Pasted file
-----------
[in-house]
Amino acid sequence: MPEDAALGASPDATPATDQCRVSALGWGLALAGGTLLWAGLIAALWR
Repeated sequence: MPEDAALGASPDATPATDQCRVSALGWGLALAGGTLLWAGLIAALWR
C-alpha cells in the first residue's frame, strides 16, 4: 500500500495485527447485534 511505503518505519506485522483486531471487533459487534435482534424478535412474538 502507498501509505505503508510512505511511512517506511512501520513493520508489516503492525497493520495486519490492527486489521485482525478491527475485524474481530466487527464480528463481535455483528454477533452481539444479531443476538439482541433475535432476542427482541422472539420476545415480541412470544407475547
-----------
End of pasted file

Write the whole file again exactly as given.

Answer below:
[in-house]
Amino acid sequence: MPEDAALGASPDATPATDQCRVSALGWGLALAGGTLLWAGLIAALWR
Repeated sequence: MPEDAALGASPDATPATDQCRVSALGWGLALAGGTLLWAGLIAALWR
C-alpha cells in the first residue's frame, strides 16, 4: 500500500495485527447485534 511505503518505519506485522483486531471487533459487534435482534424478535412474538 502507498501509505505503508510512505511511512517506511512501520513493520508489516503492525497493520495486519490492527486489521485482525478491527475485524474481530466487527464480528463481535455483528454477533452481539444479531443476538439482541433475535432476542427482541422472539420476545415480541412470544407475547